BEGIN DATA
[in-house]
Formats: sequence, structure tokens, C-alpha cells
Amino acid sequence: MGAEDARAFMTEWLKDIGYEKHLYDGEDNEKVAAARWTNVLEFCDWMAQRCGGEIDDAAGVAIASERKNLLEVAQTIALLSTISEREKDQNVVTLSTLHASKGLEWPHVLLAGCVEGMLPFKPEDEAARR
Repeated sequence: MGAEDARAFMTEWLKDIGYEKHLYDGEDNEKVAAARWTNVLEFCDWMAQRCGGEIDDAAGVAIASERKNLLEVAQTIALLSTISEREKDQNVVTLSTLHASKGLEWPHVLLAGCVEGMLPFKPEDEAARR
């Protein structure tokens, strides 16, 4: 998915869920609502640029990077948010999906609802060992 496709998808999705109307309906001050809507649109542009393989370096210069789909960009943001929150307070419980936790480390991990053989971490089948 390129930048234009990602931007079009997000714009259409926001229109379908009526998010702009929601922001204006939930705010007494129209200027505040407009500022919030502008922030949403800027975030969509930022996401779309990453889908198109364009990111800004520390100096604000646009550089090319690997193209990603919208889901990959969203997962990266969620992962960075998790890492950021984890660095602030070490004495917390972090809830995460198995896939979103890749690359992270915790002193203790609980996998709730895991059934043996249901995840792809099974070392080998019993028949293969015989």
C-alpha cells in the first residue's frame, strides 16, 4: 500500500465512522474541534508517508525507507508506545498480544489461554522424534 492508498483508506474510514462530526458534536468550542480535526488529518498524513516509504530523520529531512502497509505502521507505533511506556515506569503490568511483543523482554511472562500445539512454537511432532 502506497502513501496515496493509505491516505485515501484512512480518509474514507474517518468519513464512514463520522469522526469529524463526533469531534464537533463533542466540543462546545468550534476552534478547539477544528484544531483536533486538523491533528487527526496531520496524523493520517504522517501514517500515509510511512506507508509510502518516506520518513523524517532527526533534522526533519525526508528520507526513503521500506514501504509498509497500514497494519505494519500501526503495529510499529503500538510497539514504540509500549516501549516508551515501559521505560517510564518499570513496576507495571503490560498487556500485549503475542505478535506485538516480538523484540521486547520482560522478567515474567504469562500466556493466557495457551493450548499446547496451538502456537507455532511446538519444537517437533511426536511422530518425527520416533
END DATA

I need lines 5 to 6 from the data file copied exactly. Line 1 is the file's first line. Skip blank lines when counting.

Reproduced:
């Protein structure tokens, strides 16, 4: 998915869920609502640029990077948010999906609802060992 496709998808999705109307309906001050809507649109542009393989370096210069789909960009943001929150307070419980936790480390991990053989971490089948 390129930048234009990602931007079009997000714009259409926001229109379908009526998010702009929601922001204006939930705010007494129209200027505040407009500022919030502008922030949403800027975030969509930022996401779309990453889908198109364009990111800004520390100096604000646009550089090319690997193209990603919208889901990959969203997962990266969620992962960075998790890492950021984890660095602030070490004495917390972090809830995460198995896939979103890749690359992270915790002193203790609980996998709730895991059934043996249901995840792809099974070392080998019993028949293969015989």
C-alpha cells in the first residue's frame, strides 16, 4: 500500500465512522474541534508517508525507507508506545498480544489461554522424534 492508498483508506474510514462530526458534536468550542480535526488529518498524513516509504530523520529531512502497509505502521507505533511506556515506569503490568511483543523482554511472562500445539512454537511432532 502506497502513501496515496493509505491516505485515501484512512480518509474514507474517518468519513464512514463520522469522526469529524463526533469531534464537533463533542466540543462546545468550534476552534478547539477544528484544531483536533486538523491533528487527526496531520496524523493520517504522517501514517500515509510511512506507508509510502518516506520518513523524517532527526533534522526533519525526508528520507526513503521500506514501504509498509497500514497494519505494519500501526503495529510499529503500538510497539514504540509500549516501549516508551515501559521505560517510564518499570513496576507495571503490560498487556500485549503475542505478535506485538516480538523484540521486547520482560522478567515474567504469562500466556493466557495457551493450548499446547496451538502456537507455532511446538519444537517437533511426536511422530518425527520416533